Some farmers, says Roy, are holding out for higher compensation packages, but that the government cannot pay those farmers a higher rate for their land without paying more to those who have already moved.

There are many vested interests that make it a complicated issue to tackle:

    The construction of the statue for supporting Buddhists
    People in the future who will benefit from the school and hospital being built
    An influx of money into the Indian economy
    Business contracts for construction
    Local business owners who benefit from tourists
    Farmers who want to stay
    Farmers who want bigger compensation packages

I’m hoping the government, Maitreya project organizers, and local farmers can settle this peacefully.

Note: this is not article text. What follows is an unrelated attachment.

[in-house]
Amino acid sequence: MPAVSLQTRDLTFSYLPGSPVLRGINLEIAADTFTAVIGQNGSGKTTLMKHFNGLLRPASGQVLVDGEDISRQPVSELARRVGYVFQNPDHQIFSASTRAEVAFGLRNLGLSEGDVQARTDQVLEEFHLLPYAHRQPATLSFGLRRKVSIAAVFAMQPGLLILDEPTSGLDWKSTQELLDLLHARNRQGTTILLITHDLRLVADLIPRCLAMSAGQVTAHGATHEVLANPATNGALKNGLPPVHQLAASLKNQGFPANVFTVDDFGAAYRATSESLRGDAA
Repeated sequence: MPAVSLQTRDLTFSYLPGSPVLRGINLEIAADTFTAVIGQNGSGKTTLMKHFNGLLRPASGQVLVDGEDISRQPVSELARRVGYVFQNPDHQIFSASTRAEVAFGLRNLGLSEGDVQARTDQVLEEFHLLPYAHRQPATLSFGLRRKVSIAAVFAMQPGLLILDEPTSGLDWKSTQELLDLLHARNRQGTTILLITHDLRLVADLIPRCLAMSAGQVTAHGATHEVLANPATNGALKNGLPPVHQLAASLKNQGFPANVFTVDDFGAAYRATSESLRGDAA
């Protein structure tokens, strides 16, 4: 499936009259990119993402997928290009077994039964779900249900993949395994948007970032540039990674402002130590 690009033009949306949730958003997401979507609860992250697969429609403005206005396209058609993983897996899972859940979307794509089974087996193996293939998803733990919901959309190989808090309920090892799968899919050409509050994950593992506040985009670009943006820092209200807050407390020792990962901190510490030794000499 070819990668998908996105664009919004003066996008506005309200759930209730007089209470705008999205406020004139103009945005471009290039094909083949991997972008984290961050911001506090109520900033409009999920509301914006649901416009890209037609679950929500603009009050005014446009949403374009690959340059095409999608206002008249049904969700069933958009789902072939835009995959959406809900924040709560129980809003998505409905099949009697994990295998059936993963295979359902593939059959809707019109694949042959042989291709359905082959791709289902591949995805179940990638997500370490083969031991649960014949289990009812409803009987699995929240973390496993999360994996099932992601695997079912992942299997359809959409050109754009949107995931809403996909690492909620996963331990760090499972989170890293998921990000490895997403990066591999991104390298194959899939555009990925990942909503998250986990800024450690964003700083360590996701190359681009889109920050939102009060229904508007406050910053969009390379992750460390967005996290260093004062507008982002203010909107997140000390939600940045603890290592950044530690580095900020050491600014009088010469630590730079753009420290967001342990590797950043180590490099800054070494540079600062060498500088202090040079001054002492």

Awakened to what? by Oz
September 8, 2007, 2:03 am
Filed under: Buddhism, Dharma


During one of our meetings, a question was raised, “What is Buddhism to you in one word?”

We went around the room and came up with about three general answers: compassion, awareness, and awakening or enlightenment.

After that we went around explaining our answers. Compassion, although definitely a part of Buddhism, was thrown out as not being exclusive to practice. We can be compassionate and be Christian, atheist, or whatever faith we want to bring up. There really wasn’t such a thing as Buddhist compassion, as much as there was simple empathy for our neighbors.

The other two, awareness and awakening were generally agreed to be unique to Buddhism, but we were unsure exactly what it meant. I went with awareness, awareness of my actions, impulses, compulsions and how they affected myself and others. I was pretty satisfied with this answer for a while but felt that it still wasn’t complete. With such an awareness, I could choose to be more compassionate, although it was not necessary. Without the goal of compassionate living, a person can be very self-aware but still act maliciously. Awareness or awakening in itself was only part of the answer.